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Healthy Indoor Environment Protocols for Home Energy Upgrades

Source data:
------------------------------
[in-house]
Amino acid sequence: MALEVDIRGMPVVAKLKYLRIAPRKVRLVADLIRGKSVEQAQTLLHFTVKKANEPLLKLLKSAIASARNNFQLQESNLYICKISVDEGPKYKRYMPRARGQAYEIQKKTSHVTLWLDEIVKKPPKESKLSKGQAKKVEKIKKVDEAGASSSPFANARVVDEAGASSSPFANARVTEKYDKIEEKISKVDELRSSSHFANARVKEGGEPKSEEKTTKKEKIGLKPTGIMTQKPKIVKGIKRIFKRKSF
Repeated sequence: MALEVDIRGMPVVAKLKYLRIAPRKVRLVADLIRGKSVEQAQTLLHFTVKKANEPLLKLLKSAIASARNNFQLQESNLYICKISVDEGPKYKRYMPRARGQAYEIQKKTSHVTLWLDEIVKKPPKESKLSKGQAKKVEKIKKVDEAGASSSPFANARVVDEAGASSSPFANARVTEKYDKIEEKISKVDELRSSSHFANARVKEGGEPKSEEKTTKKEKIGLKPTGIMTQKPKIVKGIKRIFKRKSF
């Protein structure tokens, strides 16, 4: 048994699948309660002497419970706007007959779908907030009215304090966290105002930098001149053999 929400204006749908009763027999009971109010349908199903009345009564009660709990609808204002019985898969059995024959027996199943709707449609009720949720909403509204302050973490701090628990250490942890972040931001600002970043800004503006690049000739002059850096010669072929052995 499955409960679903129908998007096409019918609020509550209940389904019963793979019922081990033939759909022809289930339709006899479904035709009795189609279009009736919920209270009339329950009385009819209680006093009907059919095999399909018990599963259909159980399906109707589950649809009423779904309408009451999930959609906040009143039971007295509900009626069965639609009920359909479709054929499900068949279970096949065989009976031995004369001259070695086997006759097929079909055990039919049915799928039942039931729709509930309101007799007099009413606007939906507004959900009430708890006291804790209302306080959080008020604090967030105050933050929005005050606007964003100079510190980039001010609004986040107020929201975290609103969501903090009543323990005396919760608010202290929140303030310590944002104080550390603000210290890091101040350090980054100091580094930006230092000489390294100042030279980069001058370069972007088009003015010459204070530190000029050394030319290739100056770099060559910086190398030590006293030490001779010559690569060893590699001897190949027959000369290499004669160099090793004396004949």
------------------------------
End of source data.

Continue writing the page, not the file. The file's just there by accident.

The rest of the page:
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HEALTHY INDOOR ENVIRONMENT PROTOCOLS FOR HOME ENERGY UPGRADES i Purpose and Scope Millions of American homes will be retrofitted in the coming years to improve their energy efficiency, make them more "green" or add features their owners want. Integrated healthy home and energy-efficiency retrofit activities can simultaneously lower utility costs and improve indoor air quality. Leading energy-efficiency retrofit programs have demonstrated the feasibility of integrating many indoor air quality and safety improvements. However, home energy retrofit activities might negatively affect indoor air quality if the appropriate home assessment is not made before work begins and issues that may affect indoor air quality are not identified and properly addressed. The U.S. Environmental Protection Agency (EPA) developed Healthy Indoor Environment Protocols for Home Energy Upgrades to provide practical guidance on improving or maintaining indoor air quality and indoor environments during home energy upgrades, retrofits or remodeling. The protocols apply to existing single-family and multi-family low-rise residential buildings. They provide guidance for conducting home assessments and undertaking the responses necessary to maintain or improve indoor air quality and safety. The protocols also can help improve the quality of home weatherization projects and other energy-efficiency retrofit or remodeling jobs, thus reducing failures and call-backs. The protocols are intended for use by the home energy retrofit industry, including energy-efficiency retrofit and housing rehabilitation professionals and contractors, and others engaged in energy-focused residential retrofit, renovation or remodeling efforts. They are also intended for voluntary adoption by federal, state, tribal and local weatherization assistance programs, federally funded housing programs, industry standards organizations, private sector home performance contracting organizations and public and environmental health professionals. EPA developed these voluntary protocols in coordination with the U.S. Department of Energy (DOE) Workforce Guidelines for Home Energy Upgrades (http://www.weatherization.energy.gov/retrofit_guidelines) and the White House Council on Environmental Quality (CEQ) Recovery Through Retrofit initiative (http://www.whitehouse.gov/sites/default/files/Recovery_Through_Retrofit_Final_Report.pdf). Programs and contractors undertaking energy retrofits and renovations are encouraged to coordinate their services with local health and housing resources to provide families the support they may need. This document is not intended to 1) set new EPA regulatory standards, 2) provide guidance on diagnosing occupant health problems or building-related illness, 3) address emerging issues that have not been linked to adverse health effects, 4) make training or training documents unnecessary, 5) provide detailed guidance on how to achieve the intent of each recommendation in all situations or 6) identify funding availability or which programmatic funding sources should be used.

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